Johnny Dawson Winter III has passed away. He was 70. “Texas blues icon Johnny Winter has passed away on July 16th, 2014, in his hotel room in Zurich, Switzerland,” read an official email from Winter’s PR company, Kid Logic Media. “His Wife, family and bandmates are all saddened by the loss of one of the world’s finest guitarists.”
“Johnny became a dear and passionate friend as well as the accomplishedwe have come to admire,” said Billy Gibbons of ZZ Top. “It’s now a moment for celebration of his brilliance frozen for all time. We’ve lost another of the gifted guitar greats and a truly soulful spirit.”
Winter and his brother, Edgar were raised in a musical family, with his roots firmly planted in the Mississippi delta — his father was the mayor of Leland, Mississippi, and Winter was recently honored with a Blues Trail Marker. From before his teens, Winter was playing and recording, even sitting in with the biggest blues legends of the day and in history, including Muddy Waters and BB King. In 1968, he released his first album, The Progressive Blues Experiment, and after a now-famous performance at The Fillmore East, he was signed to Columbia Records with what was reported to be the largest advance ever made to an artist.
After his mammoth deal, Johnny immediately laid out the blueprint for his fresh take on classic blues, according to his official biography, which was a prime combination for the legions of fans just discovering the blues through the likes of Jimmy Page and Eric Clapton. His first album with Columbia was Johnny Winter, with Willie Dixon playing stand up bass. Winter continued to gain widespread critical acclaim with his innovative blues stylings and in 1970, Winter released his commercially acclaimed “Rock and Roll, Hoochie Koo”, before struggling with heroin addiction for several years, seeking treatment, and emerging with a renewed lease on life.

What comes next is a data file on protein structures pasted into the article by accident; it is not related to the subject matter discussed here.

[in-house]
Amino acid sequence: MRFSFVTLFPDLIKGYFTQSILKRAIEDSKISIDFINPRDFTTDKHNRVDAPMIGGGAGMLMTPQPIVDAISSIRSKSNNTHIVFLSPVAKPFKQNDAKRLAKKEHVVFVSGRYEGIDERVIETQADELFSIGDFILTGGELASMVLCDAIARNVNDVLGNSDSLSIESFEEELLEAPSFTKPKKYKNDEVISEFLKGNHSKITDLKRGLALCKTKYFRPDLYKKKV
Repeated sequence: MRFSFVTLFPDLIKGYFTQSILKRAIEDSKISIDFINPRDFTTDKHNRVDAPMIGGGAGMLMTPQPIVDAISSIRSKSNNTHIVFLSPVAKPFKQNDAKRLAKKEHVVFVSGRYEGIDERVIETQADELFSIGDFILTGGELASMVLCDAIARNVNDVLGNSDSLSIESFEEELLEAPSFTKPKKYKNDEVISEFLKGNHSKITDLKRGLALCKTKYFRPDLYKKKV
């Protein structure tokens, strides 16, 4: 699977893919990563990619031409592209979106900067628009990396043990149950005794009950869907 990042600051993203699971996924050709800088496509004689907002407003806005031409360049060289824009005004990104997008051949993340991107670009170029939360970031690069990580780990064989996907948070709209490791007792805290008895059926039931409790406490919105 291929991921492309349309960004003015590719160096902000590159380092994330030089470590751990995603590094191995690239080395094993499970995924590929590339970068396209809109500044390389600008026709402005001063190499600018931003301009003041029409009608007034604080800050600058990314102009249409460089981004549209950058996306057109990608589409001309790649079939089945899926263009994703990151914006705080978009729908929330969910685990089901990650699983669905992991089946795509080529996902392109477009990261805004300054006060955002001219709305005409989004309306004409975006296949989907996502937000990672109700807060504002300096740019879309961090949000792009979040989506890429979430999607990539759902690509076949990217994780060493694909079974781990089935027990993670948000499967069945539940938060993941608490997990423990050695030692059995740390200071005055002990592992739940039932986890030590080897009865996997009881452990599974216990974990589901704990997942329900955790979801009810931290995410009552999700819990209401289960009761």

He made a successful comeback, culminating in what Winter described to American Blues Scene Magazine as the “highlight of my life” when, after the closing of Chess Records, he brought Muddy Waters to the studio to record what would widely become known as the bluesman’s comeback record, Hard Again. In the album, Winter performed most of the guitar work, while Muddy sang. Winter would go on to produce several Grammy-winning albums for Muddy before the bluesman’s death in 1983.
Winter earned several Grammy nominations for his searing, scorching slide guitar work, and was inducted into the Blues Foundation’s Blues Hall of Fame in 2003, and was one of Rolling Stone Magazine’s 100 Greatest Guitar Players of All Time. “I’m not a rock n roller,” Winter told American Blues Scene. “I’m a bluesman.” From his earliest childhood in the Mississippi Delta and Beaumont, Texas to his last breath, touring on the road, Winter truly lived up to that statement in every sense of the word.